- Audible Audio Edition
- Listening Length: 10 hours and 41 minutes
- Program Type: Audiobook
- Version: Unabridged
- Publisher: Random House Audio
- Audible.com Release Date: August 7, 2012
- Whispersync for Voice: Ready
- Language: English
- ASIN: B008U2Q40A
- Amazon Best Sellers Rank:
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The Dog Stars Audible – Unabridged
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Top Customer Reviews
There were three ways this book could have gone awry for me.
1. First and most obviously - it is post apocalyptic fiction and I've read a TON of it. At this point, if you are going to tackle this topic, it had better be special. This was.
2. The manner in which the story was told. It was definitely a non-traditional narrative which could have backfired, but it didn't. Instead, it gave the book intimacy.
3. Writing style. This really could have been a issue for me, it's gotten to be a pet peeve of mine. Authors deliberately leaving out words as a style choice. Difficulty getting the hang. Missing words. Read it anyway. Could have ruined it. Writing like that drives me BATTY. But, it worked here for a couple reasons. The author didn't write exclusively like that, so you might have "Walked on the trail. I ran into Jeff on the way." The economy of the language really gave a feel for the economy of the time, and it was the language that most logically suited the structure of the novel. I have to hand it to Heller, I think he achieved a good balance.
The writing is so good! Evocative. I know that I will see glimpses of this book in my mind's eye for days to come.
The characters were well constructed and really interesting. The relationship dynamics most of all.
There was emotion and the sense of loneliness and futility was conveyed without throwing it in your face.
It was tender and harsh, funny and sad, at times edge of your seat suspenseful. I found it as powerful as The Road; but without the bleakness.
I loved it.
Hig is a very sad man, having lost his wife, but he appreciates the quietness of this new world. He is a gardener and a hunter, and has a strong relationship with the natural world around him, as well as his dog, Jasper, his little airplane (The Beast) and Bangley, his neighbor in their isolated outpost. Bangley loves guns, and does a great job of protecting them from the occasional marauders looking for, well, anything they can get their hands on (food, weapons, etc.), and willing to kill (and die) to get it.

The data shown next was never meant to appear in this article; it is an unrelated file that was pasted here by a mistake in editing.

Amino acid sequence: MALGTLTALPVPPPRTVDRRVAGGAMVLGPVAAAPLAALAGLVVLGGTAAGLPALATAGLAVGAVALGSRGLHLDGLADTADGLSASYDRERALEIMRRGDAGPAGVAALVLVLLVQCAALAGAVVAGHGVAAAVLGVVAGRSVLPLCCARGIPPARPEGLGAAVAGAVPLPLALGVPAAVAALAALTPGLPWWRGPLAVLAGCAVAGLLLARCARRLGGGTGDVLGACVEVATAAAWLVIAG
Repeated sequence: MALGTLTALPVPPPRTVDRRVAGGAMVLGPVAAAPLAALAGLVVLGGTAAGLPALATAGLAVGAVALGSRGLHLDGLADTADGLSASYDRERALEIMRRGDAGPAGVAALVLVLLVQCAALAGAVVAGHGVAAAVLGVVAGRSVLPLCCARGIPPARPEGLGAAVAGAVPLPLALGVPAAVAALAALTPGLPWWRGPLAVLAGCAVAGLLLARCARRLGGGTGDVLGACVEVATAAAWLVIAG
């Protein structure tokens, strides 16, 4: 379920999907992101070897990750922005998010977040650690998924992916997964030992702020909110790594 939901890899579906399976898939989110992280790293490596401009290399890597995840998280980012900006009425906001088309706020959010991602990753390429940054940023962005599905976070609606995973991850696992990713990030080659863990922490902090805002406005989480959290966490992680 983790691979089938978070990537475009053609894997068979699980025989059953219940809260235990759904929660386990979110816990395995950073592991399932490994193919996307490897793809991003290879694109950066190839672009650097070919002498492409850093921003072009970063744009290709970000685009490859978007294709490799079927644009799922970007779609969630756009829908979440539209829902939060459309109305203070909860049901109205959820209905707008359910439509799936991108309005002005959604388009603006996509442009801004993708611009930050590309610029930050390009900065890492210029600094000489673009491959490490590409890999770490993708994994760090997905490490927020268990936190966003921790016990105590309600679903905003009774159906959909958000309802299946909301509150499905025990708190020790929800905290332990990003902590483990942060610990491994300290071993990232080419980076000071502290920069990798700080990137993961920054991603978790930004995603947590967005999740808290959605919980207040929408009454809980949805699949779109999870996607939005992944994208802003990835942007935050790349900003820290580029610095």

Hig is tortured by a call over an airport he heard a few years back, while out in his plane one day. Should he risk it all to try and find other survivors, when just seeing another human being now almost requires 'a shoot first and ask questions later' attitude? Hig does not embrace that attitude, although Bangley, an older man, insists it is the only way to survive. Hig needs more from this life. He sets out to find more after a revelatory week alone in the forest.
This was a heartrendingly beautiful story. The writing is wonderful, Heller's descriptions of nature and of the human condition are gorgeous and moving.Read more ›
Yes, Heller's book is reminiscent of McCarthy's, but you don't have to be a dystopia devotee to appreciate it. Why? Heller is a writer's writer with a talent for deft descriptions, for one, and his dystopian yin hasn't forgotten its utopian yang. Meaning: Hope hasn't escaped the box for good, in the case of this rewarding book.
There's something here for everyone. At times, it is one creepy and violent thriller. But at other times, like when protagonist Hig takes to the mountain streams with his faithful dog, Jasper, it reads like Hemingway. It's almost as if a public service announcer says, "We interrupt this dystopian nightmare to treat you to a Big Two-Hearted River moment." And then: "Now back to our regularly-scheduled apocalyptic mess." Then there is the turn the novel takes in its second half -- the addition of a romantic element, like an echo from Hig's burnt past. All this, yet Heller keeps it together and makes it fit.
To start, we have Hig and his ruthless partner-in-survival, the appropriately-named Bruce Bangley. With his old Cessna, Hig is able to tour the perimeter of the extensive grounds he, Bangley, and Jasper protect from survivors of (what else?) a killer flu pandemic. And what a pair. Where Bangley seems to kill with joy, Hig appears to kill under duress and despite his aversion to it. Both killers, though. By necessity. Only one has a poet's conscience.
Stylistically, the book has its quirks, too. You won't find any quotation marks, for one. Victims of the pandemic, I guess.Read more ›
Most Recent Customer Reviews
I am a fan of post apocalyptic stories and this is a very good one, somewhat similar to The Road. a good mix of technical issues and human emotions. Read morePublished 5 days ago by P. Perez
I'm a pilot and I have lived in the Boulder CO area and flown into many of the airports mentioned. If that was not the case, I'm not sure I would have enjoyed this book as much as... Read morePublished 10 days ago by Paul Richard
Living in a post apocalyptic world, a man and his dog live symbiotically with another to survive in a brutal world. Read morePublished 18 days ago by Jeff Peters
There are some very decent things in this book, for instance, the dog; wise and sometimes elegant descriptions of grief; some poetic lines about the natural world; an okay... Read morePublished 27 days ago by Autodidact
Heller challenges the concept of morality in the context of sn unthinkable environment.Published 28 days ago by Austin Jill
When I first picked up "The Dog Stars," I knew little about the novel, except that it was a story about a man and his dog. Read morePublished 28 days ago by Amazon Customer